• When appropriate, require that executive and legislative branch employees who leave government positions and seek to lobby on behalf of Indian tribes face the same revolving door provisions as others, with an exemption for those who serve as elected or appointed officials of Indian tribes.

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States Move Forward on Health Care Reforms

As Congress debates the last steps needed to pass historic comprehensive health care reform, state legislators continue to press forward their efforts to enact state reforms as well as lay the groundwork for implementing reforms in a federal bill.  Here is a summary of some of the most recent developments taking place across the country.

Medical Loss Ratios (MLR):  Despite New Mexico’s short session this year, their legislature has passed House Bill 12 that requires at least 85 percent of premiums for HMOs and nonprofit policies in the small group market.  The Superintendent of Insurance will establish an MLR for the individual market that cannot be under 75 percent.  These requirements become some of the strongest in the country and makes New Mexico the 14th state to impose a medical loss ratio baseline.

Prior Rate Approval:  In New York, Gov. Paterson has included a provision in his proposed 2010-11 budget to restore a prior approval process, whereby the State Insurance Department will review any increases in health insurance premiums before they take effect and triggering public hearings when annual rate increases are greater than 10%.  Senate Insurance Committee chair Neil Breslin (D-Albany) and Assembly Insurance Committee chair Joe Morelle (D-Rochester) are working to craft joint legislation in support of the Governor's proposal.  In addition, Gov. Paterson is proposing to raise medical loss ratios to 85% for small group and individual policies.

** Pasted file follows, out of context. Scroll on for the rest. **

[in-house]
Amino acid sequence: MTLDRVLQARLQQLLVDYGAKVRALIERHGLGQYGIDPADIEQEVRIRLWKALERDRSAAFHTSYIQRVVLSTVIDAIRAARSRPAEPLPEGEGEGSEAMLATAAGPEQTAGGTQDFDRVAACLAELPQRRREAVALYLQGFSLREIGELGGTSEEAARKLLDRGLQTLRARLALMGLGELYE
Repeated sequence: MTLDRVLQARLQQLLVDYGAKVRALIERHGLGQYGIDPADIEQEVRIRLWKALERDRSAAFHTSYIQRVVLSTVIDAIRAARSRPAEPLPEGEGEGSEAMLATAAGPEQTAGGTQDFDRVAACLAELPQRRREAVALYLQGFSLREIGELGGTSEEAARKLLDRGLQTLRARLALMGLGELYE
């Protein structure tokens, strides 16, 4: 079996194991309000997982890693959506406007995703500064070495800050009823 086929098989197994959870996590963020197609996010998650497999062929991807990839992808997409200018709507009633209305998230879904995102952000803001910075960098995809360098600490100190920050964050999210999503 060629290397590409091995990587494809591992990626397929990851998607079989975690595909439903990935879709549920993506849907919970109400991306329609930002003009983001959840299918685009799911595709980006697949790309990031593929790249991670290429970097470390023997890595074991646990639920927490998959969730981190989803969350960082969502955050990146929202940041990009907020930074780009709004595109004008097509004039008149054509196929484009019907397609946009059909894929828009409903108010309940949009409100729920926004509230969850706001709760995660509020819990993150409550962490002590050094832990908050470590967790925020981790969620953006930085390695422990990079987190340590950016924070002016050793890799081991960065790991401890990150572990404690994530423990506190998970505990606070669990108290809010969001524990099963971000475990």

Across the border in Connecticut, Senate Bill 194 will require the state’s insurance department to hold a public hearing prior to rate hikes taking effect.  Insurance companies are to notify all policyholders of requests for rate increases as well as the date, place, and time of the public hearing.  Other provisions require insurers to disclose documentation in support of rate increases for public scrutiny, limits the allowable reasons for a rate increase, and puts the burden of proving that an increase is “reasonable” on the insurer.  It empowers the Attorney General and the state Healthcare Advocate to intervene in rate cases and appeal rate decisions to the Superior Court.

Two bills under consideration in Connecticut’s House are HB 5303 that would require managed care organizations to report claims denial data, require the Insurance Department to include such data in the consumer report card and to post such data on its web site.  A public hearing on HB 5303 is scheduled for today.  HB 5235 moves to protect consumer rights by requiring insurance companies to notify consumers in writing that a claim has testified in support of SB 194 and HB 5235.

Implementing Federal Reforms:  An Iowa bill, Senate File 2356 received Senate approval by a bipartisan vote of 45 to 5 on March 1st.  This health care reform bill sets the groundwork for how potential federal health care funding may be used to benefit Iowans.  The bill includes an insurance exchange, an information clearinghouse that makes it easier for individuals and small business employees to compare insurance plans using transparent, standardized information that includes data on quality.  It also expands the state’s unofficial public option program for adults below 200% FPL.  The legislation is based on recommendations approved unanimously by the bipartisan Legislative Health Care Coverage Commission that included Democratic and Republican legislators as well as representatives of insurers, health care providers and consumers.